Is Monster Still Scary?

Monster Worldwide (Nasdaq: MNST  ) can help you land a job when you need one -- but should your portfolio employ the company's stock? Let's see what the latest batch of data says.

For the third quarter, Monster delivered the goods on the top line with a nice double-digit revenue gain of 18% for sales of $337 million. Net income clocked in at $0.25 per diluted share, or $0.35 after adjusting for restructuring and other charges.

Free cash flow dropped 6% year over year, but since Monster's operations aren't capital intensive, it was still able to generate $62 million in FCF. Not to mention that Monster has a pretty solid balance sheet -- cash and cash equivalents of $117 million significantly outweigh the company's debt of less than $2 million.

But it wasn't all good news. Income from continuing operations declined 16% as Monster's operating expenses -- which jumped 27% -- outpaced sales growth.

The gold star in Monster's earnings report came from the international side of things, where revenues rose 57%. That trend will continue as international revenues become a bigger part of Monster's revenue pie. As CEO Sal Iannuzzi reiterated: "We believe our opportunity in the international markets is just beginning. We are in, really, the early stages of developing those markets."

Monster has had an interesting year, to say the least. Back in April of this year, the company changed CEOs amid options problems and issues of operating growth. Then, less than two months later, Monster's CFO was also replaced. There are a lot of moving pieces here, but the new management has outlined a restructuring plan to drive down expenses and improve margins.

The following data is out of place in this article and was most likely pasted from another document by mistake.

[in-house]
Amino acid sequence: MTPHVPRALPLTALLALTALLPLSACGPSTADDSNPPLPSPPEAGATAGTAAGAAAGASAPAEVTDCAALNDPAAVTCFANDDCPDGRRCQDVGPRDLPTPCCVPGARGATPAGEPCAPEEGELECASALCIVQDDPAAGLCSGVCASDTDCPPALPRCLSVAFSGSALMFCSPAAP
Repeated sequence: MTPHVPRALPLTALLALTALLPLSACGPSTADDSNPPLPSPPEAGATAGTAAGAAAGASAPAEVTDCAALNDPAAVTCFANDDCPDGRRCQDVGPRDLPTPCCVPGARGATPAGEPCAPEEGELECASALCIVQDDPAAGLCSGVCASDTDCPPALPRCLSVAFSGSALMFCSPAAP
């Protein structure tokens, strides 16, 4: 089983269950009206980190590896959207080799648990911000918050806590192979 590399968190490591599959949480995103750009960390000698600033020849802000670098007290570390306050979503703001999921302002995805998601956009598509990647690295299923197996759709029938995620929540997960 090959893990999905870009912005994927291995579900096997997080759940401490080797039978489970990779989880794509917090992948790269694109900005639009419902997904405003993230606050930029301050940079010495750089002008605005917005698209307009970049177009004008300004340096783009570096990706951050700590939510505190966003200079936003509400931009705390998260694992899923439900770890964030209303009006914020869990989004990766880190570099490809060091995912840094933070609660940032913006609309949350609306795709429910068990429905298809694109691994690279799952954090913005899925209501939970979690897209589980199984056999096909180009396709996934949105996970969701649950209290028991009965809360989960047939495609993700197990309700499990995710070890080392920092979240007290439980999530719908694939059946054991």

Monster, which competes with companies such as Yahoo! (Nasdaq: YHOO  ) , Kforce (Nasdaq: KFRC  ) , and Manpower (NYSE: MAN  ) , might not be wowing shareholders right now with its decline in continuing operations, but let's be fair -- it's trying to turn itself around, as Ryan Fuhrmann noted recently. The company also has a good amount of brand equity tied up in its monster.com domain.

As long as Monster can keep its executive lineup stable and stay away from any further exploration of the awful world of options scandals, I think the company will do well over time, especially once the restructuring relief kicks in. If all goes well, it might be time to take a serious look at Monster.

Don't be afraid of the Monster:


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